Investment technology has evolved rapidly over the past several years. The most advanced and sophisticated methods of investment available today offer several different methods of “insuring” investment accounts for the future.
It seems that just about every purchase or financial transaction we engage in requires some type of insurance against loss. What most people don’t think about is that most of the insurance coverages we need and carry are there to benefit someone else – not
As an example, most of us carry some form of life insurance, and we all know that the beneficiaries of life insurance only receive compensation when the insured person is dead and gone. The life insurance gives us peace of mind, but really financially benefits someone else.
We all carry insurance against our homes being destroyed by fire, even though the chances of that happening are extremely slim. The mortgage company forces us to carry the insurance, so that they are sure to be paid should the place burn down.
Auto insurance is another example. We are required by the motor vehicle code to carry insurance when we own and drive a vehicle. However, the type of insurance we have to carry is the liability type. This protects the other guy against us doing something
wrong. We are not required to carry insurance to protect our own vehicle. The bank, or other lender, might require us to carry insurance to protect our own vehicle, but the law doesn’t require it. In addition, we all know about people who drive around without any insurance. Many of us carry insurance against these “uninsured” motorists.
In short, most of us carry insurance, usually protecting someone else, on our homes, our automobiles, our lives, and our health. However, most of us have not explored what types of insurance are available to protect our investments and retirement accounts. In many cases the amount of money in these accounts is even greater than the value of our homes.
Your financial planner or investment advisor should be telling you about what is available to insure your accounts. You should be given a choice of making your investments in programs that have some type of downside protection. If your advisors are not showing you these programs, then you are not getting the right kind of service
The types of coverage vary from company to company, and the ability of the company to make good on any claims is dependent on the financial strength of the particular company. You should only deal with the highest ranked companies for these programs.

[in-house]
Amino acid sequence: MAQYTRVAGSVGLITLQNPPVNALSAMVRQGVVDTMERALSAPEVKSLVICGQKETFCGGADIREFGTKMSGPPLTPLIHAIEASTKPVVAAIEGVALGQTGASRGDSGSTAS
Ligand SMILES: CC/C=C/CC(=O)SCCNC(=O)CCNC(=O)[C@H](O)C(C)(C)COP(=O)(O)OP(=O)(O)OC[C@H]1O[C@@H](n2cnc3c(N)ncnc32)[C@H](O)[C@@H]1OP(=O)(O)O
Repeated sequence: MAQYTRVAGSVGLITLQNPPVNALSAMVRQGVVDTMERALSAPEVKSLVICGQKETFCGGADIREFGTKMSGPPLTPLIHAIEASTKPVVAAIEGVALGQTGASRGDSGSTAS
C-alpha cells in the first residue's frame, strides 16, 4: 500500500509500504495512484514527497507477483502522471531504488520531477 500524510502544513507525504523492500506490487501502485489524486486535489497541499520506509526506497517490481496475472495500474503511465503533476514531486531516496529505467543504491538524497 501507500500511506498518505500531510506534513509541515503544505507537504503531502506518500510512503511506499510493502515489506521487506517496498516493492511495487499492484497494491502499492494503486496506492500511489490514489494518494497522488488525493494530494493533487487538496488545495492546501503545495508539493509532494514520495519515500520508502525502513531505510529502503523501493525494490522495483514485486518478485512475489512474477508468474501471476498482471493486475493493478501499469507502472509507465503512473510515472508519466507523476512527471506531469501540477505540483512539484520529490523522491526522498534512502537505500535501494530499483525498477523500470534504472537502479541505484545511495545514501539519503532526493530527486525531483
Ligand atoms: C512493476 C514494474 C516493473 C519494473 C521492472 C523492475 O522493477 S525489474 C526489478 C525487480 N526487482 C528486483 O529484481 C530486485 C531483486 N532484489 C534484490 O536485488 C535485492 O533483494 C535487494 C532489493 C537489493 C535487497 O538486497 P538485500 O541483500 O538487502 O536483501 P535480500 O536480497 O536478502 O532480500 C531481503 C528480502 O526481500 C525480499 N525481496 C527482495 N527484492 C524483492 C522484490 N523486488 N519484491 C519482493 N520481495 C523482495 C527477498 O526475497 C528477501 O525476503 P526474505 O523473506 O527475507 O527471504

Among the types of coverage available are ones that promise to return your investment after a certain number of years – usually 5 to 7 years – if the investments have declined in value over that time period. In order to reduce their risk, the company may require that your investments be placed in portfolios that are of a less volatile nature. In some cases, the company reserves the right to move your money completely out
of the market under certain circumstances when their models trigger such a movement.
Other programs offer a future stream of income. The income stream may be for a lifetime, or for a set minimum or fixed number of years. Often the income is based on the higher of several potential values. One value would be the current market value of the investment. Another value might be the initial investment increased each year by a
certain minimum amount – usually 5% to 7% per year. Still another might be what they call the “high water” mark, and that could be the highest value that the investment attained in the past. There is usually a choice involved where you would choose the highest of the values discussed here.
It is more important than ever that retirees explore these options. This is because of the fact that a married couple, age 65 and newly retired, stand an excellent chance that at least one of them will live into their 90s. This means that they could be looking at the need to provide income for at least one of them for the next 25 to 30 years. Their
investments need to be protected so that there can be some assurance that the “nest egg” will survive for that long period of time.
That all being said, is important to understand that equity investments tend to rise in value over time. Looking at the history of equity investments, it is obvious that, given enough time, they have always recovered from catastrophic drops in value. This is referring to pooled, or allocated investment vehicles, and not to individual stocks or
bonds. In the best of all possible events, it would never be necessary to call on the insurance protections discussed here. It would be great if your accounts just continued to go up and up. Unfortunately, there are times when this just doesn’t happen. When the stock market dropped tremendously in the early 70s, it took until about 1981 to get
even again. The drop that took place early in this century has not been fully recovered yet.
On the other hand, when the market dropped about 30% in just a few days in 1987, those who stayed with their plan were rewarded by a return to normal in about 6 months. We just never know what the future holds, hence the need for protection just in case a bad time comes just when you need your funds the most.
Talk to your advisors and brokers and become educated about what is available, what these programs cost, and make some decisions about whether or not you need to have some type on “insurance” for your investment and retirement accounts.
Bill Locklin, MBA, CFP
“Lifetime Income Strategies for Retirees Age 55 and Better”
951-67-2010; or, 1-800-266-2010 toll free - E-mail